Israel did not commit to ending its Gaza blockade as part of reconciliation with Turkey and could clamp down even harder on the Palestinian enclave if security is threatened, a senior Israeli official said on Sunday.
After Friday's U.S.-brokered fence-mending announcement, Turkish Prime Minister Tayyip Erdogan said Israel had met his demands it apologize for killing nine Turks aboard a Gaza-bound activist ship in 2010, pay compensation and ease the blockade.
But during the almost three-year rift between the ex-allies, Erdogan had routinely insisted that Israel end the blockade.
The rapprochement deal noted Israel's relaxing of curbs on Gaza's civilian imports in that period and pledged "to continue to work to improve" Palestinians' humanitarian situation.
"If there is quiet, the processes easing the lives of Gazan residents will continue. And if there is Katyusha (rocket) fire, then these moves will be slowed and even stopped and, if necessary, even reversed," Israeli national security adviser Yaakov Amidror said.
"We did not agree to promise (Turkey) that under any condition we would continue to transfer all the things into Gaza and ease up on the residents of Gaza if there is shooting from there," he told Israel's Army Radio.
"We do not intend to give up on our right to respond to what happens in Gaza because of the agreement with the Turks."
But Amidror noted the reconciliation held benefits for Israel, such as helping it deal with spillover from civil war in Syria and pursue other regional interests, including cooperation with NATO, which alliance partner Ankara had sought to block.
On Thursday, Islamist militants in Gaza fired rockets into Israel during a visit by U.S President Barack Obama, causing no casualties. Israel responded by closing a commercial crossing with Gaza and slashing Palestinian access to fishing waters.
Two Israeli officials told Reuters they knew of no plan to review the naval blockade, imposed during the Gaza war of 2008-2009 and which Israel says stems arms shipments to the territory's Islamist Hamas government and smaller factions.
Hamas, which has largely held fire since its eight-day war with Israel in November, said on Friday that Erdogan told its leader, Khaled Meshaal, that the Jewish state had promised to "lift the siege on the Palestinian people".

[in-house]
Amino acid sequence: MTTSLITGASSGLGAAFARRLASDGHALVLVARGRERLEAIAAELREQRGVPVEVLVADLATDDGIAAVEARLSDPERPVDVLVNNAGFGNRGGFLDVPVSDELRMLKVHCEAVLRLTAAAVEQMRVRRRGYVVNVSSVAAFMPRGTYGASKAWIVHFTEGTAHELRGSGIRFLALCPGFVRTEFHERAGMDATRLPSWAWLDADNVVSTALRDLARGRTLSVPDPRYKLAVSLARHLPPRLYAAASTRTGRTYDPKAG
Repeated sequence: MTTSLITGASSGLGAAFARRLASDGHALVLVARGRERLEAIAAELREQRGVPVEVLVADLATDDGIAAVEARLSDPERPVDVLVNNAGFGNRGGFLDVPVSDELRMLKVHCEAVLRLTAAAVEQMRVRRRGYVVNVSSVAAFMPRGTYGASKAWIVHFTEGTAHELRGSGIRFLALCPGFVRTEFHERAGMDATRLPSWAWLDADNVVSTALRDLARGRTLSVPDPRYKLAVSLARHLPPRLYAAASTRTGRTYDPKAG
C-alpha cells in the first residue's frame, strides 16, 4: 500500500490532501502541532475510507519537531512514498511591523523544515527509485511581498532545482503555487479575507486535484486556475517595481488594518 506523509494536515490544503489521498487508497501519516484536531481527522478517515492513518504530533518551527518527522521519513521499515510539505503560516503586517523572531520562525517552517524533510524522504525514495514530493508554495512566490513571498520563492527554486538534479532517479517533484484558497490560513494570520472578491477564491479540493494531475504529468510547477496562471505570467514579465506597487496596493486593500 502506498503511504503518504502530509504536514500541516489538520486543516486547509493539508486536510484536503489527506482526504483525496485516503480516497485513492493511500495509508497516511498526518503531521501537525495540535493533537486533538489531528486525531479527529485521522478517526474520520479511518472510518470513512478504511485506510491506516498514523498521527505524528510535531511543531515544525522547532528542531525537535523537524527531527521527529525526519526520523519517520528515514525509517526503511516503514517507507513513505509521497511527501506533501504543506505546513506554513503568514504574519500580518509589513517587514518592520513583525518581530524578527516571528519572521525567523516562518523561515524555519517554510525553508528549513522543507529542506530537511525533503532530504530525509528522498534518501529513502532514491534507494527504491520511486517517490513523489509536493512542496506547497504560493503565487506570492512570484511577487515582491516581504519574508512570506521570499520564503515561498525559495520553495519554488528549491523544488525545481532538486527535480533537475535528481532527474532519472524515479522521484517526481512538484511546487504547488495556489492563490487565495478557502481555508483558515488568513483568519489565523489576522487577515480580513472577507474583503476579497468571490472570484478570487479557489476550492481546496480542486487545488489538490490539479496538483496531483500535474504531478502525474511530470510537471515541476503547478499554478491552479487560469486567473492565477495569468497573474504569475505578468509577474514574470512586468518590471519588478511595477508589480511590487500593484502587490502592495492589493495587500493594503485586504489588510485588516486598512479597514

Ismail Haniyeh, prime minister in the Hamas government, said he expected Erdogan to make a solidarity visit to Gaza "soon".
Israeli marines boarded a Turkish ship, the Mavi Marmara, which tried to reach Gaza in 2010 and killed nine activists in deck brawls. A U.N. investigation faulted Israel for excessive force but deemed the blockade legal - a finding Ankara rejected.
Erdogan, whose government has roots in political Islam, previously referred to the Marmara dead as "martyrs" and accused Israel of murder and state terrorism.
Israel had long offered statements of regret but balked at apologising, saying such contrition would cast a defensive maritime action as immoral and draw lawsuits against the navy.
On Friday, right-wing Prime Minister Netanyahu said he had "expressed Israel's apology to the Turkish people for any mistakes that might have led to the loss of life or injury".
Israel, which previously offered compensation to those bereaved or injured on the Marmara, would conclude a damages deal involving "nonliability," Netanyahu's office said - a reference to the Turks scrapping bids to prosecute Israelis.
A senior Netanyahu aide said apologising had been "a difficult decision" for the prime minister. Erdogan's office said that in his phone conversation with Netanyahu he had voiced appreciation for the "centuries-long friendship and cooperation between the Turkish and Jewish nations".
Asked if Erdogan had offered a reciprocal apology for rhetoric including an attack on Zionism last month that drew a U.S. rebuke, Amidror said no.
"This is the Middle East (where) matters of honour play this or that a role in the behaviour of people and nations," he said, arguing Israel apologised for the sake of the national interest.